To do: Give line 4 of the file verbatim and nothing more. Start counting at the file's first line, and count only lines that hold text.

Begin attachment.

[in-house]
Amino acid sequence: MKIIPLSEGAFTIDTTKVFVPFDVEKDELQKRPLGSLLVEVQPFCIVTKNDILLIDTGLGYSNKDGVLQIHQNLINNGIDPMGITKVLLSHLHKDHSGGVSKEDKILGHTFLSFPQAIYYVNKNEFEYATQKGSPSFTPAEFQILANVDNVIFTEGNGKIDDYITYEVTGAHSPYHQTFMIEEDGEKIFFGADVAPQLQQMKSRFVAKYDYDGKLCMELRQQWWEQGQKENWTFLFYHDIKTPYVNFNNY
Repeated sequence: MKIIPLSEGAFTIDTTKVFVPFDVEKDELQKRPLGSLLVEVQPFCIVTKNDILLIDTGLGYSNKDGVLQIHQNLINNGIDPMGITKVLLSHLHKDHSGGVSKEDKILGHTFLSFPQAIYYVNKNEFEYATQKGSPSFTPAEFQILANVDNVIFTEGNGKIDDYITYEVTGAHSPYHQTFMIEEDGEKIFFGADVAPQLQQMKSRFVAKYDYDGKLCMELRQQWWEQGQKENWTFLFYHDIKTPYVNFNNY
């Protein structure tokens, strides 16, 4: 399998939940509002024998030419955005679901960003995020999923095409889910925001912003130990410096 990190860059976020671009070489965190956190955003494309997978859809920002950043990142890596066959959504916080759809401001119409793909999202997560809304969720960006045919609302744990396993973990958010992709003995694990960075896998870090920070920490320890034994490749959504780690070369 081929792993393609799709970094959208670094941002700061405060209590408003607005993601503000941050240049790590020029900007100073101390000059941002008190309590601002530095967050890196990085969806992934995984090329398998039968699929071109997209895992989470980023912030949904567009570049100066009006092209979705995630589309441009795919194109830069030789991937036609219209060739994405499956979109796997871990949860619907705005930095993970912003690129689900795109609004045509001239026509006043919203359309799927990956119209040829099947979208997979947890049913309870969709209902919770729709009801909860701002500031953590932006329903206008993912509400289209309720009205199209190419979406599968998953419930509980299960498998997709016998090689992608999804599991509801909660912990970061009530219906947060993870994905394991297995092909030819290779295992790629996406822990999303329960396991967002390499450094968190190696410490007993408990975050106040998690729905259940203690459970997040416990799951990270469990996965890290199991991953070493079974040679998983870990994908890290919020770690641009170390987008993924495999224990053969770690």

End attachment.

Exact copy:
């Protein structure tokens, strides 16, 4: 399998939940509002024998030419955005679901960003995020999923095409889910925001912003130990410096 990190860059976020671009070489965190956190955003494309997978859809920002950043990142890596066959959504916080759809401001119409793909999202997560809304969720960006045919609302744990396993973990958010992709003995694990960075896998870090920070920490320890034994490749959504780690070369 081929792993393609799709970094959208670094941002700061405060209590408003607005993601503000941050240049790590020029900007100073101390000059941002008190309590601002530095967050890196990085969806992934995984090329398998039968699929071109997209895992989470980023912030949904567009570049100066009006092209979705995630589309441009795919194109830069030789991937036609219209060739994405499956979109796997871990949860619907705005930095993970912003690129689900795109609004045509001239026509006043919203359309799927990956119209040829099947979208997979947890049913309870969709209902919770729709009801909860701002500031953590932006329903206008993912509400289209309720009205199209190419979406599968998953419930509980299960498998997709016998090689992608999804599991509801909660912990970061009530219906947060993870994905394991297995092909030819290779295992790629996406822990999303329960396991967002390499450094968190190696410490007993408990975050106040998690729905259940203690459970997040416990799951990270469990996965890290199991991953070493079974040679998983870990994908890290919020770690641009170390987008993924495999224990053969770690």